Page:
2. Creationism is lazy; it runs counter to the very tenets that science breeds. With creationist views, everything was laid out with some master plan in mind, and things are the way they are and we should just accept that. There is no hidden mechanism that brought things about, and the rules of the world are static and unchanging. Science, on the other hand, is the pursuit of truth and knowledge. At its very core, the very impetus of sciences is to ask question and find the deeper meaning of why things are the way they are. Accepting an assumption as fact without testing is counter to everything science is based on, and the inability to revise or reinterpret data is atrophic to the scientific mind. Where science views a phenomena and tries to move their theory to fit with testable results, creationism tries find evidence that supports their assertion and stuff that doesn't is explained away by the "well, God just made it that way" argument. Meanwhile, science is inductive; a good scientist tries to find a flaw in their hypothesis to make it better stand up to scrutiny. For creationism, scrutiny and questioning are viewed as assaults, and are not tolerated.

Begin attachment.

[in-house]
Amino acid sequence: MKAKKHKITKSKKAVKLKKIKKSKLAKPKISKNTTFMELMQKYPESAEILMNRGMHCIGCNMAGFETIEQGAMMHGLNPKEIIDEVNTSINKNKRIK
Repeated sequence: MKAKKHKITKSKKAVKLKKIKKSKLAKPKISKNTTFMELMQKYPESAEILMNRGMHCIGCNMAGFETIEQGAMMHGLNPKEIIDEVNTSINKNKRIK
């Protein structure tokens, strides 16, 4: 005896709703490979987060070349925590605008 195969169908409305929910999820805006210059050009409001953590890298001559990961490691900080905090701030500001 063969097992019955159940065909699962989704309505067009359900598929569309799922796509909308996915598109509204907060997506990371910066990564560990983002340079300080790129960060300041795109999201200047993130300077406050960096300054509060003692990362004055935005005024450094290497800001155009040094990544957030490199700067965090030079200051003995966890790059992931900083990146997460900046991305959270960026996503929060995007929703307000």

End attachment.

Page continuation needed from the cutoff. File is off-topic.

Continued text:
3. As touched on above, the arguments made are not scientific. There is a strong to push to emphasize that evolution is nothing more than a theory, and it is not proven, thus making a natural argument that creationism has a place alongside it. Well, I will concede that evolution is a theory. Then again, so is gravity, the rotation of the earth around the sun, electro-magnetism, and the physical principals used in nuclear reactors. We have not "proven" these things, but we have a billion pieces of evidence that suggest they are right. Biology is a science, based on the hypothesis-test model of learning. Everything that we find in the fossil record, genetics, selective breeding, and natural interaction, when viewed through the scientific method, supports natural selection. If the creationists want to debate the value of the scientific method, I say go for it; just not in the biology classroom. This is an ethical and moral issue, not a scientific one. Don't confuse these kids by suggesting that all science is based on these rules, except in this one matter; if you want to have them consider the value of the methodology on which all knowledge is based, get the schoolboard to make an ethics class. Because creationism is not founded on the rules of science, it has no place in a science class.